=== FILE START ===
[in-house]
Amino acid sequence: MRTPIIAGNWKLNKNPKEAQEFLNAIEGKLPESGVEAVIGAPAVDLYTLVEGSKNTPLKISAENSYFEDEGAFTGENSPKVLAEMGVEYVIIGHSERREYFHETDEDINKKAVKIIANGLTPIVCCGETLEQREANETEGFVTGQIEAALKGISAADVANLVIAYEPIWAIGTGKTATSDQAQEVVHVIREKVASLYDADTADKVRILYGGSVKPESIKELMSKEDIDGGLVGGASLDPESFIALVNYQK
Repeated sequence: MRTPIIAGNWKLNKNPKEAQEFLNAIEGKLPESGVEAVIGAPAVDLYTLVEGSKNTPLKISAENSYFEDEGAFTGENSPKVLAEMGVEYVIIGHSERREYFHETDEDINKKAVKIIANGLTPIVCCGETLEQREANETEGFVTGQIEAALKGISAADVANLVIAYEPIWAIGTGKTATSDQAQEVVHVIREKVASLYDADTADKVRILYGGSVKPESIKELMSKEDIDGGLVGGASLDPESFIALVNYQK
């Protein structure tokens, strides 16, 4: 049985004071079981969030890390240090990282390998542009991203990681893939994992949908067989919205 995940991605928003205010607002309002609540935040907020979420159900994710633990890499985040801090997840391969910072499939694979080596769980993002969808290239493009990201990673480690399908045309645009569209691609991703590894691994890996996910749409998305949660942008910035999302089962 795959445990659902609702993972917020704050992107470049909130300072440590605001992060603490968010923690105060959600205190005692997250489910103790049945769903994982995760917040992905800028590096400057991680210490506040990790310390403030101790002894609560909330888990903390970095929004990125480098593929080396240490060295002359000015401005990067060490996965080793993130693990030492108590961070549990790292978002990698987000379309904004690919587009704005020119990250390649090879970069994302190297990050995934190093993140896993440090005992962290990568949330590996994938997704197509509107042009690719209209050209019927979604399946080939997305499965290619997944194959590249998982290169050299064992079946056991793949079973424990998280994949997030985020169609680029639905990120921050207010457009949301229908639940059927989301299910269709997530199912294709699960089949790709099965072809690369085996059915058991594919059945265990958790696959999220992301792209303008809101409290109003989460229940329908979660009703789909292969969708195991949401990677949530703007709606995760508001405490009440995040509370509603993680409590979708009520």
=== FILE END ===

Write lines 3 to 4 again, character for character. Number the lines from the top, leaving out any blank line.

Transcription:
Repeated sequence: MRTPIIAGNWKLNKNPKEAQEFLNAIEGKLPESGVEAVIGAPAVDLYTLVEGSKNTPLKISAENSYFEDEGAFTGENSPKVLAEMGVEYVIIGHSERREYFHETDEDINKKAVKIIANGLTPIVCCGETLEQREANETEGFVTGQIEAALKGISAADVANLVIAYEPIWAIGTGKTATSDQAQEVVHVIREKVASLYDADTADKVRILYGGSVKPESIKELMSKEDIDGGLVGGASLDPESFIALVNYQK
């Protein structure tokens, strides 16, 4: 049985004071079981969030890390240090990282390998542009991203990681893939994992949908067989919205 995940991605928003205010607002309002609540935040907020979420159900994710633990890499985040801090997840391969910072499939694979080596769980993002969808290239493009990201990673480690399908045309645009569209691609991703590894691994890996996910749409998305949660942008910035999302089962 795959445990659902609702993972917020704050992107470049909130300072440590605001992060603490968010923690105060959600205190005692997250489910103790049945769903994982995760917040992905800028590096400057991680210490506040990790310390403030101790002894609560909330888990903390970095929004990125480098593929080396240490060295002359000015401005990067060490996965080793993130693990030492108590961070549990790292978002990698987000379309904004690919587009704005020119990250390649090879970069994302190297990050995934190093993140896993440090005992962290990568949330590996994938997704197509509107042009690719209209050209019927979604399946080939997305499965290619997944194959590249998982290169050299064992079946056991793949079973424990998280994949997030985020169609680029639905990120921050207010457009949301229908639940059927989301299910269709997530199912294709699960089949790709099965072809690369085996059915058991594919059945265990958790696959999220992301792209303008809101409290109003989460229940329908979660009703789909292969969708195991949401990677949530703007709606995760508001405490009440995040509370509603993680409590979708009520």